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The project you see here looks clean and elegant, but make no mistake: It certainly wasn’t easy to achieve. A small 20-by-30 foot deck, unusual material selections, a concurrent interior remodel and a homeowner’s association were just a few challenges the Pool Environments team (Plano, Texas) faced.
Then add in the height factor. This project was 270 feet, or seven stories, off the ground.
“It was a challenge from the start,” laughs Reconstruction Project Manager Mike Murphy.
Luckily, the team’s efforts paid off as this installation took home a bronze award in this year’s Awards of Excellence. Here, Murphy walks us through the project’s design and installation from the initial demo work to the final touches.
Before this patio became the rooftop oasis that you see here, it was a plainer-looking space with a portable spa and wooden deck. The first step of the reconstruction process was gutting the tub: disconnecting the electric, removing the pumps and, finally, sawing it apart with a concrete saw, which allowed the team to take it down the service elevator in manageable pieces.
After removing the wood flooring, the team inspected rooftop liner, checking for faults in the waterproof seal.
“We opted to go ahead and just have it redone,” Murphy says. “So basically we put in a new roof liner, a new everything, to make sure that everything was tightly sealed, because this is sitting above someone else’s living room in the building.”
At the same time the patio was renovated, the interior of the home was also getting a facelift. A simultaneous indoor/outdoor renovation stretched the project timeline to six months, but did offer benefits. Working in tandem with the interior contractor, for example, ensured it was possible to bring enough power to the patio space to create a new service panel for the spa and outdoor lighting.
“What would’ve been simple was to buy a freestanding spa, go up there and sit it in place, plug it in and have a nice day,” Murphy says.
“There were lines that had to be brought out of the building and dropped down to the floor of the rooftop and then brought across, and everything had to be sealed and anchored. So it’s more of a commercial-type installation.”
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Once everything was cleared out and the new roof liner installed, it was time to schedule the lift. For Murphy, it was a juggling act of tasks: securing a crane, getting permits in place and ensuring police would be there to direct traffic around the lift site.
Nearly two semi-loads of materials needed to be lifted 270 feet in the air, swung over the site and placed down.
“It was done in stages,” Murphy says. “We lifted the spa first and then we lifted all the wood and framing materials for the underpinning of the deck second. And they were stored on plywood just outside the brick wall and then covered.”
The lift was completed over the course of seven hours.
“It actually worked out beautifully. I couldn’t have asked for it to go any more smoothly,” he says.
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During the design phase, the homeowner made a request Murphy had never encountered before: mirrored siding for the hot tub.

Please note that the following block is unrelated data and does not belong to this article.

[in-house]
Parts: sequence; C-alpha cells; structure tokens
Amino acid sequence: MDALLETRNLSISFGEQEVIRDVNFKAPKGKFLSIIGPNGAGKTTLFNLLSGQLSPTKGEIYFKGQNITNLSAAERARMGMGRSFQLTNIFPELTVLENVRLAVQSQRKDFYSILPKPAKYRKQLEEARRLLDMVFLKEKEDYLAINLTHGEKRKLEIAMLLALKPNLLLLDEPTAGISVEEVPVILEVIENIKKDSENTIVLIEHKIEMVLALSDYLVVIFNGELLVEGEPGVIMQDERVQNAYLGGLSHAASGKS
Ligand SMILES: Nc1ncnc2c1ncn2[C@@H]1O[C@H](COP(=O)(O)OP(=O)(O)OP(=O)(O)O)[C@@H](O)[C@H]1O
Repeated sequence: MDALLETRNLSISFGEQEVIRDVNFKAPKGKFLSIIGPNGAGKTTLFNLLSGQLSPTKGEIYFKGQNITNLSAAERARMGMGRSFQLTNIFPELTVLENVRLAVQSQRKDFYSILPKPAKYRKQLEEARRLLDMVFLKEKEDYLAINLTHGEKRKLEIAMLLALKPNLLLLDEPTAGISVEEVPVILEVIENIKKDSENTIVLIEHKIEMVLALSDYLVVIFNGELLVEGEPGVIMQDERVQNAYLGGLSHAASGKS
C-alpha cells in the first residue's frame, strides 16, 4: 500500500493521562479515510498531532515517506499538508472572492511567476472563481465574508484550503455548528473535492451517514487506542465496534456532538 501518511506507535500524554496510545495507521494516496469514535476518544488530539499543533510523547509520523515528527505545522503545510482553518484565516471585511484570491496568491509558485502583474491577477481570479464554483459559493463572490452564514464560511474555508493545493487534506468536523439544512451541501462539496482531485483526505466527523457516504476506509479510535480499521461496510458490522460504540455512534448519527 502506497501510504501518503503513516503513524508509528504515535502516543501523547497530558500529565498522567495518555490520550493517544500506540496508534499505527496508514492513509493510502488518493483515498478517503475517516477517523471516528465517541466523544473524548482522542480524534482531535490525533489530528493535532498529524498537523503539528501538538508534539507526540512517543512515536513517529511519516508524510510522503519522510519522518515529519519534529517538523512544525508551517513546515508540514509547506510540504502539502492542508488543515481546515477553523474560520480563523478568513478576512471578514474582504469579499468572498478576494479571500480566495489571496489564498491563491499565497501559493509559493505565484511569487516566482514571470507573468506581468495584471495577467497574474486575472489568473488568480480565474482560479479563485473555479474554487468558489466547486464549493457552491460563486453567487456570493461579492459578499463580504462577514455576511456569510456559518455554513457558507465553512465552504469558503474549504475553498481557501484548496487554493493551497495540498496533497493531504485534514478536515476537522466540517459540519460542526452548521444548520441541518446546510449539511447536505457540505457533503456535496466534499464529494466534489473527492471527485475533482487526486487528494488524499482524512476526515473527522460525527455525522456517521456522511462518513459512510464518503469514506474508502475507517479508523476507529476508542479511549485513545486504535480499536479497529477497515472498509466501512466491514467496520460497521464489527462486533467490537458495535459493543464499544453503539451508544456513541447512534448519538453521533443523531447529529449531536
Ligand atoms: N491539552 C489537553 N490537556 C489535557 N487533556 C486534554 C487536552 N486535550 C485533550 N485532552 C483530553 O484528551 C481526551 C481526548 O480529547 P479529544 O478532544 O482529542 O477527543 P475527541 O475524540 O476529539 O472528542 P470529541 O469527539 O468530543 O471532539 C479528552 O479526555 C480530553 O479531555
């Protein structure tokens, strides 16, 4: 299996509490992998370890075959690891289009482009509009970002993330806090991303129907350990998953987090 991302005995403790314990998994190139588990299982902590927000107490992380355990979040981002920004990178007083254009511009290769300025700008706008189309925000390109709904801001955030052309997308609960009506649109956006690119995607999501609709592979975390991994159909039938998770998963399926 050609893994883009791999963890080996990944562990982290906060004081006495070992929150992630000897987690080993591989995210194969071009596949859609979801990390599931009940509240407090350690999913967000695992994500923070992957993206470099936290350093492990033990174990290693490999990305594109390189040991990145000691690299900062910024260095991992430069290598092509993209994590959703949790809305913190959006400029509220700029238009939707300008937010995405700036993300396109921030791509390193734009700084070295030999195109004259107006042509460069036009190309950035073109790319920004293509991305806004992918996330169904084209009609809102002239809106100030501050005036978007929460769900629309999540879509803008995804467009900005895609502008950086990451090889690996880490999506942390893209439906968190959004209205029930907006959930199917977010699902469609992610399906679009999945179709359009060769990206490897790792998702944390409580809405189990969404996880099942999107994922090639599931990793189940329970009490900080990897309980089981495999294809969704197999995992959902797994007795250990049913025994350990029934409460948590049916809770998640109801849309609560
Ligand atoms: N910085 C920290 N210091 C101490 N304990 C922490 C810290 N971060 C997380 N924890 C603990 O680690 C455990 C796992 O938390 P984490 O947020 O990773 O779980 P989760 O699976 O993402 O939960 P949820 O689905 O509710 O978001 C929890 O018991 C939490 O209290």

“With these homeowners, you pretty much say, ‘Yes sir, that’s what we’re going to do.’ And then you figure it out and make it happen,” he says.
Actual mirrors were out of the question due to glare and fragility. After speaking to several glass companies and coming up empty handed, Murphy turned to a friend in commercial construction who suggested the winning solution: high-tensile-strength mirrored glass, the same you’d find on the exterior of a commercial high-rise.
The glass was cut and sanded on-site, and then mounted to the stainless-steel frame with metal strips and anchors, which were fabricated on site. Two of the glass panels can be removed by unscrewing the anchors for access to the spa equipment.
The enclosed skirt, however, required a bit of extra work.
“Obviously there was equipment running underneath there, so there’s an airflow problem,” Murphy says. “So we had to mount fans underneath it, which come out in various cracks that are hidden underneath the stone coping. Basically it’s a forced air system.”
For the patio flooring, Murphy turned to kwila wood, a heavy, high-density wood known for its weather- and insect-proof structure. (In fact, it’s heavy enough that the wood supply needed to be split up into two separate lifts to safely reach the roof.) While the decking appears to cover the entire 20-by-30 foot patio, it actually frames the spa, which rests on a high-load extruded foam for load-bearing purposes.
The stair design was developed largely on the fly. The original plan was to mount the steps to the brick wall with struts for added support. But when the homeowner’s association prohibited the team from attaching anything to the brick wall, the team adapted with a new design that utilized the spa’s stainless steel framework as support.
“We had this stainless steel framework made so the stone could sit on it and appear like it was just floating,” Murphy says.
While the stair design didn’t go exactly according to plan, the minimalist look combined with the mirrored siding lends a sense of openness to the patioscape, and helps it appear larger than it actually is.
“The homeowner absolutely loves it,” Murphy says. “He’s had nothing but good things to say about us.”
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